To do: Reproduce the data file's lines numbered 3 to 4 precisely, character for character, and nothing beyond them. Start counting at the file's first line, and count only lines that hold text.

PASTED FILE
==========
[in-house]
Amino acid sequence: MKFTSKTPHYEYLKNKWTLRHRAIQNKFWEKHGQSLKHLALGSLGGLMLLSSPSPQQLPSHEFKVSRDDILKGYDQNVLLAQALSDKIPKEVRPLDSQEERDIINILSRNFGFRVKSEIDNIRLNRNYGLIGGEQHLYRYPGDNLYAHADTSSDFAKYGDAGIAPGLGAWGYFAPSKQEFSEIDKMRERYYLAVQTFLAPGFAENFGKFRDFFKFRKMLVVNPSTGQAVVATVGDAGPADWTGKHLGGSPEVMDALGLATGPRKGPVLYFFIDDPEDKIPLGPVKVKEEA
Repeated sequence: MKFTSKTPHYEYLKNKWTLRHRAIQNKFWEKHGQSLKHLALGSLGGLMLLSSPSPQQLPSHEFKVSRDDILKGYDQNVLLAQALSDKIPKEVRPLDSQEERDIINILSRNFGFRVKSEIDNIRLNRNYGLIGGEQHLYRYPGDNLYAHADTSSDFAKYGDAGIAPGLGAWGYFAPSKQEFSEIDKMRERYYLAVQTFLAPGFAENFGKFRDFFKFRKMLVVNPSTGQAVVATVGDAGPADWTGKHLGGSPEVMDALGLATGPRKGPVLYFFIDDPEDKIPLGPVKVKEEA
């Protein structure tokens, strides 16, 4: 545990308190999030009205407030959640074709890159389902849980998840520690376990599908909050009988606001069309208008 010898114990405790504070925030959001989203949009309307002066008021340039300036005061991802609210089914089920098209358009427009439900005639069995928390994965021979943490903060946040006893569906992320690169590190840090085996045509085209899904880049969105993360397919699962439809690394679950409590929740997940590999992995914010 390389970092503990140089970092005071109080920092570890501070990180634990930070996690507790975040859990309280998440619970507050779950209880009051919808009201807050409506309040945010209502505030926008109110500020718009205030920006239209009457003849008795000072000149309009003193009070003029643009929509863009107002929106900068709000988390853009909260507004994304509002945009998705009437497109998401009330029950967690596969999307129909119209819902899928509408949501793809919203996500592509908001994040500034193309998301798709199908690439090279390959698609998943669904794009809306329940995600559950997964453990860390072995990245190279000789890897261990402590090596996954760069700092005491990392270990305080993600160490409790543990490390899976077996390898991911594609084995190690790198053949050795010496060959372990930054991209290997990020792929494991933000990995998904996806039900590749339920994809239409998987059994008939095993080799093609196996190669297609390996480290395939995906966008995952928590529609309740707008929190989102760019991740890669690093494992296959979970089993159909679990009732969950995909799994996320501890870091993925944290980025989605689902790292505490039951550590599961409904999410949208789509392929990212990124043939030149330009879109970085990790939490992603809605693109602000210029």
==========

Repeated sequence: MKFTSKTPHYEYLKNKWTLRHRAIQNKFWEKHGQSLKHLALGSLGGLMLLSSPSPQQLPSHEFKVSRDDILKGYDQNVLLAQALSDKIPKEVRPLDSQEERDIINILSRNFGFRVKSEIDNIRLNRNYGLIGGEQHLYRYPGDNLYAHADTSSDFAKYGDAGIAPGLGAWGYFAPSKQEFSEIDKMRERYYLAVQTFLAPGFAENFGKFRDFFKFRKMLVVNPSTGQAVVATVGDAGPADWTGKHLGGSPEVMDALGLATGPRKGPVLYFFIDDPEDKIPLGPVKVKEEA
């Protein structure tokens, strides 16, 4: 545990308190999030009205407030959640074709890159389902849980998840520690376990599908909050009988606001069309208008 010898114990405790504070925030959001989203949009309307002066008021340039300036005061991802609210089914089920098209358009427009439900005639069995928390994965021979943490903060946040006893569906992320690169590190840090085996045509085209899904880049969105993360397919699962439809690394679950409590929740997940590999992995914010 390389970092503990140089970092005071109080920092570890501070990180634990930070996690507790975040859990309280998440619970507050779950209880009051919808009201807050409506309040945010209502505030926008109110500020718009205030920006239209009457003849008795000072000149309009003193009070003029643009929509863009107002929106900068709000988390853009909260507004994304509002945009998705009437497109998401009330029950967690596969999307129909119209819902899928509408949501793809919203996500592509908001994040500034193309998301798709199908690439090279390959698609998943669904794009809306329940995600559950997964453990860390072995990245190279000789890897261990402590090596996954760069700092005491990392270990305080993600160490409790543990490390899976077996390898991911594609084995190690790198053949050795010496060959372990930054991209290997990020792929494991933000990995998904996806039900590749339920994809239409998987059994008939095993080799093609196996190669297609390996480290395939995906966008995952928590529609309740707008929190989102760019991740890669690093494992296959979970089993159909679990009732969950995909799994996320501890870091993925944290980025989605689902790292505490039951550590599961409904999410949208789509392929990212990124043939030149330009879109970085990790939490992603809605693109602000210029």